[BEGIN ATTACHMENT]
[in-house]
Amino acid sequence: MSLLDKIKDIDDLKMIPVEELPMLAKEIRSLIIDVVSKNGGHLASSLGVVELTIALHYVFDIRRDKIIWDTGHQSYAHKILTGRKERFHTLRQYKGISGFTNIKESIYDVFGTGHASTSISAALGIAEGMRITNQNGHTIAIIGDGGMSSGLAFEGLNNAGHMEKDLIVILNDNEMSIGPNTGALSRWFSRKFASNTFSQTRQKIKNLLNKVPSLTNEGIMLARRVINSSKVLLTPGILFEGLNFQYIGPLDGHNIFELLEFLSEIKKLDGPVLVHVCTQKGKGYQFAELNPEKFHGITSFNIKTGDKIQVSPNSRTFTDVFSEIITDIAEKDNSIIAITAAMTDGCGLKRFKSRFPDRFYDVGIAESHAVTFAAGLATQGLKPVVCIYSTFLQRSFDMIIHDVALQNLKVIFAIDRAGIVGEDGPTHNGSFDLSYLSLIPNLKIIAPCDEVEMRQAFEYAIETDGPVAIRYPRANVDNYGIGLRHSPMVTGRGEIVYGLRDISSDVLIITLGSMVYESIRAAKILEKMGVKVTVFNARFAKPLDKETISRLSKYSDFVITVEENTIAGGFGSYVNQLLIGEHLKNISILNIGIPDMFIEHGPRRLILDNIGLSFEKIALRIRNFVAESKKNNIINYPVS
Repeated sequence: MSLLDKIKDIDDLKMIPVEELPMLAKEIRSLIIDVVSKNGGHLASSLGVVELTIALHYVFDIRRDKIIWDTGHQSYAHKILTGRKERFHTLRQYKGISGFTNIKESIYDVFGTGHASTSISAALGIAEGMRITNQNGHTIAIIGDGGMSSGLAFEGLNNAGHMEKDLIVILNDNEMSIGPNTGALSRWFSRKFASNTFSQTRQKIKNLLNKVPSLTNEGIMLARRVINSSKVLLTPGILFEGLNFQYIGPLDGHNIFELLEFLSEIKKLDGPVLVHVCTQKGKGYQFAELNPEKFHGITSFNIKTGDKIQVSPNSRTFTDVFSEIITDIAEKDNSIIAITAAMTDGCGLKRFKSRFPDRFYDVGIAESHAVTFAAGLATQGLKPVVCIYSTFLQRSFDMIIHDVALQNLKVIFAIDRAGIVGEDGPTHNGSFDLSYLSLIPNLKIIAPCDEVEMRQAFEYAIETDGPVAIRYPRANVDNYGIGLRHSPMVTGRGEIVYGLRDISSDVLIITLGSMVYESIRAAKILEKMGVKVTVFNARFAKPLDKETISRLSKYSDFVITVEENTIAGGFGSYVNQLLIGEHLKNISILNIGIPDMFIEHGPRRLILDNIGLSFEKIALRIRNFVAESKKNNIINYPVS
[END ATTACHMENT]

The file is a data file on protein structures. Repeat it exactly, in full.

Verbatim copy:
[in-house]
Amino acid sequence: MSLLDKIKDIDDLKMIPVEELPMLAKEIRSLIIDVVSKNGGHLASSLGVVELTIALHYVFDIRRDKIIWDTGHQSYAHKILTGRKERFHTLRQYKGISGFTNIKESIYDVFGTGHASTSISAALGIAEGMRITNQNGHTIAIIGDGGMSSGLAFEGLNNAGHMEKDLIVILNDNEMSIGPNTGALSRWFSRKFASNTFSQTRQKIKNLLNKVPSLTNEGIMLARRVINSSKVLLTPGILFEGLNFQYIGPLDGHNIFELLEFLSEIKKLDGPVLVHVCTQKGKGYQFAELNPEKFHGITSFNIKTGDKIQVSPNSRTFTDVFSEIITDIAEKDNSIIAITAAMTDGCGLKRFKSRFPDRFYDVGIAESHAVTFAAGLATQGLKPVVCIYSTFLQRSFDMIIHDVALQNLKVIFAIDRAGIVGEDGPTHNGSFDLSYLSLIPNLKIIAPCDEVEMRQAFEYAIETDGPVAIRYPRANVDNYGIGLRHSPMVTGRGEIVYGLRDISSDVLIITLGSMVYESIRAAKILEKMGVKVTVFNARFAKPLDKETISRLSKYSDFVITVEENTIAGGFGSYVNQLLIGEHLKNISILNIGIPDMFIEHGPRRLILDNIGLSFEKIALRIRNFVAESKKNNIINYPVS
Repeated sequence: MSLLDKIKDIDDLKMIPVEELPMLAKEIRSLIIDVVSKNGGHLASSLGVVELTIALHYVFDIRRDKIIWDTGHQSYAHKILTGRKERFHTLRQYKGISGFTNIKESIYDVFGTGHASTSISAALGIAEGMRITNQNGHTIAIIGDGGMSSGLAFEGLNNAGHMEKDLIVILNDNEMSIGPNTGALSRWFSRKFASNTFSQTRQKIKNLLNKVPSLTNEGIMLARRVINSSKVLLTPGILFEGLNFQYIGPLDGHNIFELLEFLSEIKKLDGPVLVHVCTQKGKGYQFAELNPEKFHGITSFNIKTGDKIQVSPNSRTFTDVFSEIITDIAEKDNSIIAITAAMTDGCGLKRFKSRFPDRFYDVGIAESHAVTFAAGLATQGLKPVVCIYSTFLQRSFDMIIHDVALQNLKVIFAIDRAGIVGEDGPTHNGSFDLSYLSLIPNLKIIAPCDEVEMRQAFEYAIETDGPVAIRYPRANVDNYGIGLRHSPMVTGRGEIVYGLRDISSDVLIITLGSMVYESIRAAKILEKMGVKVTVFNARFAKPLDKETISRLSKYSDFVITVEENTIAGGFGSYVNQLLIGEHLKNISILNIGIPDMFIEHGPRRLILDNIGLSFEKIALRIRNFVAESKKNNIINYPVS